Volcanoes, Earthquakes and Tsunamis

Rothery, David A. (2010). Volcanoes, Earthquakes and Tsunamis. Teach Yourself. London: Teach Yourself.


Most volcanoes and earthquakes happen where they do because of how the Earth's outer layers behave. The outer rigid shell is broken into mobile plates, whose migration and interaction is referred to as 'plate tectonics'. Sporadic grinding action between plates as they move causes most of the large earthquakes. Interactions between plates are also responsible for producing molten rock (magma) and allowing it to rise to the surface where it can erupt through volcanoes, although not all volcanoes are related to plate boundaries. Earthquakes and volcanic eruptions have many consequences, which can be fatal to humans, destructive to property and harmful to the environment. At worst, a really bad eruption can change the climate of the whole globe.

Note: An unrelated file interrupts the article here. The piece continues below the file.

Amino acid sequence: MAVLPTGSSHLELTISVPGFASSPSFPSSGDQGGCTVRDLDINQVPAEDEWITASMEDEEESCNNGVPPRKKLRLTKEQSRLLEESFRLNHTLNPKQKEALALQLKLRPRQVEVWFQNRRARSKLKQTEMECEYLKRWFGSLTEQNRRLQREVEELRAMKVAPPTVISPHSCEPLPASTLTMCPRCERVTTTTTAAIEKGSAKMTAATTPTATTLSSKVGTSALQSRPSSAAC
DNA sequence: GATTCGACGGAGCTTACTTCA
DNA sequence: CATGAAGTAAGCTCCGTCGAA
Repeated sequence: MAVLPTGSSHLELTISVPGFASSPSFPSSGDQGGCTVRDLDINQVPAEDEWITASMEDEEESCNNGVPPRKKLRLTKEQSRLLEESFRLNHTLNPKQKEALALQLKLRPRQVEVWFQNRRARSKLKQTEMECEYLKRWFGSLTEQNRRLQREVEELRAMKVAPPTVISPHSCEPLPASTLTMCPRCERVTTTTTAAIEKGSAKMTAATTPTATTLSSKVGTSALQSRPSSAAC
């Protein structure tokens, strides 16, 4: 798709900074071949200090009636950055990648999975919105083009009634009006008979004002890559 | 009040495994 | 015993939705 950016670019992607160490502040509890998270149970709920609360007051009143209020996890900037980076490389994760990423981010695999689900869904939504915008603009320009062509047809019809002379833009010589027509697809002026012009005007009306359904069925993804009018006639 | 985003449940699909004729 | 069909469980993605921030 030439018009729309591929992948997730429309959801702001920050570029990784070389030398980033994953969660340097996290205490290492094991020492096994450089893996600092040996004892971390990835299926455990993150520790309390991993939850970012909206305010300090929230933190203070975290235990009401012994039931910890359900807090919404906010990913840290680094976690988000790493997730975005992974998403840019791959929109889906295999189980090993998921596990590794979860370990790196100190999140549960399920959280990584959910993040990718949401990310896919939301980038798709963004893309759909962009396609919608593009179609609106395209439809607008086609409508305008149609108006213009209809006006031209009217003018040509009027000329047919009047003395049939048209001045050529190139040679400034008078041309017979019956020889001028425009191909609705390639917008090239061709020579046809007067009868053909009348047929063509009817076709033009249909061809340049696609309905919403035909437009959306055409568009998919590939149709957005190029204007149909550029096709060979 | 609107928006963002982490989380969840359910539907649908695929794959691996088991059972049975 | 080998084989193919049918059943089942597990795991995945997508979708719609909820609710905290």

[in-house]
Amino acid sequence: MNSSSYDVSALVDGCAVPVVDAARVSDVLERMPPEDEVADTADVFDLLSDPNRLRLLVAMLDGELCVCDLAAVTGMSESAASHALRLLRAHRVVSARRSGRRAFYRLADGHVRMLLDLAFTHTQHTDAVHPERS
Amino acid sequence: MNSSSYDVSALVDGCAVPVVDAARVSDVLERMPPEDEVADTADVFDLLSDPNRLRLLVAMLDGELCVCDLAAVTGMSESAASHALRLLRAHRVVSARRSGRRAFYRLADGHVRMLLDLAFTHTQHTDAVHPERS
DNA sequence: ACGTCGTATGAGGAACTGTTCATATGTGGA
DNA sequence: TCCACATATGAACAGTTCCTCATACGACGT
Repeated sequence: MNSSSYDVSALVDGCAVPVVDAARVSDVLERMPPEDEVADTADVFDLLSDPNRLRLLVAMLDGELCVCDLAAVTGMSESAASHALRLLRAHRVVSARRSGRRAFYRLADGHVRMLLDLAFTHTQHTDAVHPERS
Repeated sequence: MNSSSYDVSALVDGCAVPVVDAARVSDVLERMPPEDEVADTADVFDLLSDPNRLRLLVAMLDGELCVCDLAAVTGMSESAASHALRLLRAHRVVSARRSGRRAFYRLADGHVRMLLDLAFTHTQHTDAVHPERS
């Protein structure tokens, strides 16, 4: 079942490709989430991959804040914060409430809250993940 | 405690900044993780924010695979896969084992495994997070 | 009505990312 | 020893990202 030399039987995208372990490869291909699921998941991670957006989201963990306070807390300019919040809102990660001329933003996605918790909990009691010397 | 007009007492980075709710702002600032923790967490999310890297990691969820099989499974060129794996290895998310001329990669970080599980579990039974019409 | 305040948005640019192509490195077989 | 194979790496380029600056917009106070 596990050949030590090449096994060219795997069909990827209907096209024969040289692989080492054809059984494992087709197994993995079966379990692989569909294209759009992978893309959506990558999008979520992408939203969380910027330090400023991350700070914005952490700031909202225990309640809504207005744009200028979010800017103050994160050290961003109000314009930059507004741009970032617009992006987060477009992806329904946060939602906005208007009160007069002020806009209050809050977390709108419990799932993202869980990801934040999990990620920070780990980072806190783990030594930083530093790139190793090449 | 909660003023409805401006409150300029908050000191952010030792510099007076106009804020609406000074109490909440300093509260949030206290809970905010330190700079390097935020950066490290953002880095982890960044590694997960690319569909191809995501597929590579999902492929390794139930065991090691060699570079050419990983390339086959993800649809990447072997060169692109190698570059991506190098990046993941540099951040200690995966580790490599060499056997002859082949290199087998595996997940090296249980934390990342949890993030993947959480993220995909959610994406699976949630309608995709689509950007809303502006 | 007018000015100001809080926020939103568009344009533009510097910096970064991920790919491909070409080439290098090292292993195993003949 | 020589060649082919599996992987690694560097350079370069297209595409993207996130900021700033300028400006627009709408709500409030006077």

Tsunamis are powerful waves in the ocean that can be devastating when they come ashore. Unlike most volcanoes and earthquakes, tsunamis are not direct consequences of plate tectonics. The most common tsunami trigger is submarine earthquakes, but they can also be set off by a volcanic eruption under, or next to, the sea. Thus volcanoes, earthquakes and tsunamis are part of the same story. By the time you have finished this book you will understand where, why and how they occur, how they are studied, what can be done to predict them, and to what extent people and property can be protected against their worst consequences.

Viewing alternatives

No digital document available to download for this item

Item Actions